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License to Till: The Privileges of the Spanish Mesta as a Case of Second Best Institutions

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  • Drelichman, Mauricio

Abstract

The Mesta was the association of the migratory shepherds of Castile, controlling fine wool production between the thirteenth and the nineteenth centuries. Its royally granted privileges have often been blamed for the stagnant Spanish agricultural productivity during the Early Modern period. I argue that the Mesta's privileges allowed Medieval Castile to develop its comparative advantage in wool, and that the Crown was able to restrict their scope and application when economic conditions favored arable farming interests. I support my argument with extensive archival data, including a new series of wool prices and a detailed analysis of lawsuits involving the Mesta.

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File URL: http://mauricio.econ.ubc.ca/pdfs/mesta.pdf
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Bibliographic Info

Paper provided by Vancouver School of Economics in its series Economics working papers with number drelichman-06-04-24-11-33-27.

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Length: 41 pages
Date of creation: 24 Apr 2006
Date of revision: 03 Oct 2008
Handle: RePEc:ubc:bricol:drelichman-06-04-24-11-33-27

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Web page: http://www.economics.ubc.ca/

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Keywords: Mesta; Institutions; Property Rights; Privileges; Enforcement; Legal Records; Spain; Castile;

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  1. Dani Rodrik & Arvind Subramanian & Francesco Trebbi, 2002. "Institutions Rule: The Primacy of Institutions over Geography and Integration in Economic Development," NBER Working Papers 9305, National Bureau of Economic Research, Inc.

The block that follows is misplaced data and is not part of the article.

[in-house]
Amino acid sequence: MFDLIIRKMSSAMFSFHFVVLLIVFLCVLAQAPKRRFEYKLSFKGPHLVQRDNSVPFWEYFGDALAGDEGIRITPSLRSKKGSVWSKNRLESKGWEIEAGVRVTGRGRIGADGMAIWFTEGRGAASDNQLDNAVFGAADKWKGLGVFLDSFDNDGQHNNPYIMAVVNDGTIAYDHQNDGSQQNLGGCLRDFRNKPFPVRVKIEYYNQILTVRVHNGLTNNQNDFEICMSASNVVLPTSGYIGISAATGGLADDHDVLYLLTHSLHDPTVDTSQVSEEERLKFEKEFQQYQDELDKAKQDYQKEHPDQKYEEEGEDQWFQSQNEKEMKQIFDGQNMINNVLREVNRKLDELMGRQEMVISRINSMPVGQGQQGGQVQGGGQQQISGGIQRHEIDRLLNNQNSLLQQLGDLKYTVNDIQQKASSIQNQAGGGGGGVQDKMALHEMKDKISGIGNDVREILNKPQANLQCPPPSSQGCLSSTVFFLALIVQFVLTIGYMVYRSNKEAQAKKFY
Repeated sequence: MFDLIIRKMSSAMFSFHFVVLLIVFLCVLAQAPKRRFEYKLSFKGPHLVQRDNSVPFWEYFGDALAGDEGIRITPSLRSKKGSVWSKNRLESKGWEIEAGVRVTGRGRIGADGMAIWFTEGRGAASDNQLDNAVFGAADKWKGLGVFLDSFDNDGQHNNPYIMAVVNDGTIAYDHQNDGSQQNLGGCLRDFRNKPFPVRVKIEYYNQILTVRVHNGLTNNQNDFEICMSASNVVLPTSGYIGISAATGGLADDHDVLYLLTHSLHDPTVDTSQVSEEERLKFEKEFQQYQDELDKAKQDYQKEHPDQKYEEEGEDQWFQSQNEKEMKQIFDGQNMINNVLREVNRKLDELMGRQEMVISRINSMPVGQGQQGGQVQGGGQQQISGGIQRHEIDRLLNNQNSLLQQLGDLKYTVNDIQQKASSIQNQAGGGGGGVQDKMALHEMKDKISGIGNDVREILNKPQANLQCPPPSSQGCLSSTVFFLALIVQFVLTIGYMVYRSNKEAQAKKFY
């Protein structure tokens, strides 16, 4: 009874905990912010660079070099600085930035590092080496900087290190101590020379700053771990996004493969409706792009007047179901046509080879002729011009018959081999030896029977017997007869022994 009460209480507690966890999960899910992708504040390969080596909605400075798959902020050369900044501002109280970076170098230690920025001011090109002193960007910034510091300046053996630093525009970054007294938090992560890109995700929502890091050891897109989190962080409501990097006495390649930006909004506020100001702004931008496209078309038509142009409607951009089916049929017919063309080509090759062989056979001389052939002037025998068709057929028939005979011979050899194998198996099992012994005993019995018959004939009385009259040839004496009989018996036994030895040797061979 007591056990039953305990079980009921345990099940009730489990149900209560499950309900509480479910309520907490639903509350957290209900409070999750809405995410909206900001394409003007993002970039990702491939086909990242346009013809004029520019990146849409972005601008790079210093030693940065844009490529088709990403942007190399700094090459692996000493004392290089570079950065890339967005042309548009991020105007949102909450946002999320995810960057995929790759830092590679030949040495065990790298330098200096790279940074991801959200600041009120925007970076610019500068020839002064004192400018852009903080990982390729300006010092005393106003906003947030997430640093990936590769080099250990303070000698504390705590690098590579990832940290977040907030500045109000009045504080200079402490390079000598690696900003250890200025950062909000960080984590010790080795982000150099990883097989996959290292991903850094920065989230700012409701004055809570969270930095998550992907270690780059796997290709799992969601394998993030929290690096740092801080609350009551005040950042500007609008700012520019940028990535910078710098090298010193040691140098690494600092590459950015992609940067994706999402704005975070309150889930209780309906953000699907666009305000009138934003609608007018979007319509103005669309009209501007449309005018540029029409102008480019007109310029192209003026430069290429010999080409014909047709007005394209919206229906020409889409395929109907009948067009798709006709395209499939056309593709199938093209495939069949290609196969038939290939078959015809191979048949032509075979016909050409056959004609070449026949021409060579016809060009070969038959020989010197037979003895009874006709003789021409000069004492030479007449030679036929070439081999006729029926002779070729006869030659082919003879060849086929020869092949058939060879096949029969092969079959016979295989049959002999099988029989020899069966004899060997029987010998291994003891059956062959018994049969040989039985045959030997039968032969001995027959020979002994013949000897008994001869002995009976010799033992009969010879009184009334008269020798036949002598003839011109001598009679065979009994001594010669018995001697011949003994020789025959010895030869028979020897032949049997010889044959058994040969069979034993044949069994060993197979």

2. Mauricio Drelichman, 2005. "Sons of Something: Taxes, Lawsuits and Local Political Control in Sixteenth Century Castile," Economic History 0508004, EconWPA.
  3. Richardson, Gary, 2004. "Guilds, laws, and markets for manufactured merchandise in late-medieval England," Explorations in Economic History, Elsevier, vol. 41(1), pages 1-25, January.
  4. Daron Acemoglu & Simon Johnson & James A. Robinson, 2001. "The Colonial Origins of Comparative Development: An Empirical Investigation," American Economic Review, American Economic Association, vol. 91(5), pages 1369-1401, December.
  5. Munro, John H., 2004. "Spanish Merino wools and the Nouvelles Draperies: an industrial transformation in the late-medieval Low Countries," MPRA Paper 15808, University Library of Munich, Germany, revised 22 Mar 2005.
  6. Grossman, G.M. & Helpman, E., 1992. "Protection for Sale," Papers 21-92, Tel Aviv.
  7. Nugent, Jeffrey B. & Sanchez, Nicolas, 1989. "The efficiency of the mesta: A parable," Explorations in Economic History, Elsevier, vol. 26(3), pages 261-284, July.
  8. Dani Rodrik, 2008. "Second-Best Institutions," American Economic Review, American Economic Association, vol. 98(2), pages 100-104, May.
  9. Drelichman, Mauricio, 2005. "The curse of Moctezuma: American silver and the Dutch disease," Explorations in Economic History, Elsevier, vol. 42(3), pages 349-380, July.
  10. Acemoglu, Daron & Aghion, Philippe & Zilibotti, Fabrizio, 2002. "Distance to Frontier, Selection, and Economic Growth," CEPR Discussion Papers 3467, C.E.P.R. Discussion Papers.
  11. Acemoglu, Daron & Johnson, Simon & Robinson, James A., 2005. "Institutions as a Fundamental Cause of Long-Run Growth," Handbook of Economic Growth, in: Philippe Aghion & Steven Durlauf (ed.), Handbook of Economic Growth, edition 1, volume 1, chapter 6, pages 385-472 Elsevier.
  12. Drelichman, Mauricio & Voth, Hans-Joachim, 2007. "The Sustainable Debts of Philip II: A Reconstruction of Spain's Fiscal Position, 1560-1598," CEPR Discussion Papers 6611, C.E.P.R. Discussion Papers.
  13. Robert E. Hall & Charles I. Jones, 1999. "Why Do Some Countries Produce So Much More Output per Worker than Others?," NBER Working Papers 6564, National Bureau of Economic Research, Inc.
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